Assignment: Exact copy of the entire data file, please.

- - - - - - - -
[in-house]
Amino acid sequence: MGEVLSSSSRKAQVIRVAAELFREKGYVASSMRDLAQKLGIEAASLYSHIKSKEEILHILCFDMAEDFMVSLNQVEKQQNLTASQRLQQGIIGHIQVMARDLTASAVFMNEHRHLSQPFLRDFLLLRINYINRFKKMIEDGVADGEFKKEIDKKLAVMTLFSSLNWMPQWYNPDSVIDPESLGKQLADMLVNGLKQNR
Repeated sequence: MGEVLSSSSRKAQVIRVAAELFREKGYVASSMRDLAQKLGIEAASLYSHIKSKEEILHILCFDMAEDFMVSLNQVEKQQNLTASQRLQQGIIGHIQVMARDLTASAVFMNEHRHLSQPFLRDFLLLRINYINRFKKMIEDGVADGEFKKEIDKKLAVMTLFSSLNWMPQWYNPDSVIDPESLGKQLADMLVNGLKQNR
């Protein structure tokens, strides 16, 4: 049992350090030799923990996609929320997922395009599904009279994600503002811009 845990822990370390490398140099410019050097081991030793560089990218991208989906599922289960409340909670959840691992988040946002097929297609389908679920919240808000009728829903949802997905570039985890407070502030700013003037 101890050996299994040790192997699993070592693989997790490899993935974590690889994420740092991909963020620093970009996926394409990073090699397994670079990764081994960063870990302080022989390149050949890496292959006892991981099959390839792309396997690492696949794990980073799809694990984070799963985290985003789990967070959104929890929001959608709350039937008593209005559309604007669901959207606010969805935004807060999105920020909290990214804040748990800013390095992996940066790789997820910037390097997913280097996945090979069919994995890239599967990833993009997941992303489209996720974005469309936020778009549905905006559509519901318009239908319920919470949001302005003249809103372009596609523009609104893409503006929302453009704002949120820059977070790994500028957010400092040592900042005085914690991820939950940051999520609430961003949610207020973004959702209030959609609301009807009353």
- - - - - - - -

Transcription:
[in-house]
Amino acid sequence: MGEVLSSSSRKAQVIRVAAELFREKGYVASSMRDLAQKLGIEAASLYSHIKSKEEILHILCFDMAEDFMVSLNQVEKQQNLTASQRLQQGIIGHIQVMARDLTASAVFMNEHRHLSQPFLRDFLLLRINYINRFKKMIEDGVADGEFKKEIDKKLAVMTLFSSLNWMPQWYNPDSVIDPESLGKQLADMLVNGLKQNR
Repeated sequence: MGEVLSSSSRKAQVIRVAAELFREKGYVASSMRDLAQKLGIEAASLYSHIKSKEEILHILCFDMAEDFMVSLNQVEKQQNLTASQRLQQGIIGHIQVMARDLTASAVFMNEHRHLSQPFLRDFLLLRINYINRFKKMIEDGVADGEFKKEIDKKLAVMTLFSSLNWMPQWYNPDSVIDPESLGKQLADMLVNGLKQNR
């Protein structure tokens, strides 16, 4: 049992350090030799923990996609929320997922395009599904009279994600503002811009 845990822990370390490398140099410019050097081991030793560089990218991208989906599922289960409340909670959840691992988040946002097929297609389908679920919240808000009728829903949802997905570039985890407070502030700013003037 101890050996299994040790192997699993070592693989997790490899993935974590690889994420740092991909963020620093970009996926394409990073090699397994670079990764081994960063870990302080022989390149050949890496292959006892991981099959390839792309396997690492696949794990980073799809694990984070799963985290985003789990967070959104929890929001959608709350039937008593209005559309604007669901959207606010969805935004807060999105920020909290990214804040748990800013390095992996940066790789997820910037390097997913280097996945090979069919994995890239599967990833993009997941992303489209996720974005469309936020778009549905905006559509519901318009239908319920919470949001302005003249809103372009596609523009609104893409503006929302453009704002949120820059977070790994500028957010400092040592900042005085914690991820939950940051999520609430961003949610207020973004959702209030959609609301009807009353």